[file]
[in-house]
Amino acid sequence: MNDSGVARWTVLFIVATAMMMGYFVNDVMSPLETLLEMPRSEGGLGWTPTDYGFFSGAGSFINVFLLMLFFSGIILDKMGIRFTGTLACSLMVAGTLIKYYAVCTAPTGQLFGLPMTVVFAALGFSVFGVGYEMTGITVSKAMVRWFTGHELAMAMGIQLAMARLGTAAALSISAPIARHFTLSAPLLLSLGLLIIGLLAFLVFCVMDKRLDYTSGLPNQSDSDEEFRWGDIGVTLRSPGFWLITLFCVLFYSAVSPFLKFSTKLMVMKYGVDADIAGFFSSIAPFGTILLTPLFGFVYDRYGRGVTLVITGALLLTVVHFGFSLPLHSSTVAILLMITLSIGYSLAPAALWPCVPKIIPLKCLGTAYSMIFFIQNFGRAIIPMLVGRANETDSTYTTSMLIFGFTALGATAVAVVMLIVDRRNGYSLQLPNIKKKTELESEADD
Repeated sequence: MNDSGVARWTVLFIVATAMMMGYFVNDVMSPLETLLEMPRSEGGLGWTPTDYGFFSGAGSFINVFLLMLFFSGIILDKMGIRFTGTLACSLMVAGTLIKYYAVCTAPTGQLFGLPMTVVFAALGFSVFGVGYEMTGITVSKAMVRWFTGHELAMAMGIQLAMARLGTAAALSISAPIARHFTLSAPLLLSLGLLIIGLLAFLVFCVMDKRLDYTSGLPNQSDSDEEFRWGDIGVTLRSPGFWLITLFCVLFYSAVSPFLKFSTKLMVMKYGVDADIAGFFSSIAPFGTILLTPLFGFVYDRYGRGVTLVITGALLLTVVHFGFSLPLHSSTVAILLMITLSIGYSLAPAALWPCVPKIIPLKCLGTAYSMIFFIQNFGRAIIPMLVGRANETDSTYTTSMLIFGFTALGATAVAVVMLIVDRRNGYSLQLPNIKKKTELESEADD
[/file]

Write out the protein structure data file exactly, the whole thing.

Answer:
[in-house]
Amino acid sequence: MNDSGVARWTVLFIVATAMMMGYFVNDVMSPLETLLEMPRSEGGLGWTPTDYGFFSGAGSFINVFLLMLFFSGIILDKMGIRFTGTLACSLMVAGTLIKYYAVCTAPTGQLFGLPMTVVFAALGFSVFGVGYEMTGITVSKAMVRWFTGHELAMAMGIQLAMARLGTAAALSISAPIARHFTLSAPLLLSLGLLIIGLLAFLVFCVMDKRLDYTSGLPNQSDSDEEFRWGDIGVTLRSPGFWLITLFCVLFYSAVSPFLKFSTKLMVMKYGVDADIAGFFSSIAPFGTILLTPLFGFVYDRYGRGVTLVITGALLLTVVHFGFSLPLHSSTVAILLMITLSIGYSLAPAALWPCVPKIIPLKCLGTAYSMIFFIQNFGRAIIPMLVGRANETDSTYTTSMLIFGFTALGATAVAVVMLIVDRRNGYSLQLPNIKKKTELESEADD
Repeated sequence: MNDSGVARWTVLFIVATAMMMGYFVNDVMSPLETLLEMPRSEGGLGWTPTDYGFFSGAGSFINVFLLMLFFSGIILDKMGIRFTGTLACSLMVAGTLIKYYAVCTAPTGQLFGLPMTVVFAALGFSVFGVGYEMTGITVSKAMVRWFTGHELAMAMGIQLAMARLGTAAALSISAPIARHFTLSAPLLLSLGLLIIGLLAFLVFCVMDKRLDYTSGLPNQSDSDEEFRWGDIGVTLRSPGFWLITLFCVLFYSAVSPFLKFSTKLMVMKYGVDADIAGFFSSIAPFGTILLTPLFGFVYDRYGRGVTLVITGALLLTVVHFGFSLPLHSSTVAILLMITLSIGYSLAPAALWPCVPKIIPLKCLGTAYSMIFFIQNFGRAIIPMLVGRANETDSTYTTSMLIFGFTALGATAVAVVMLIVDRRNGYSLQLPNIKKKTELESEADD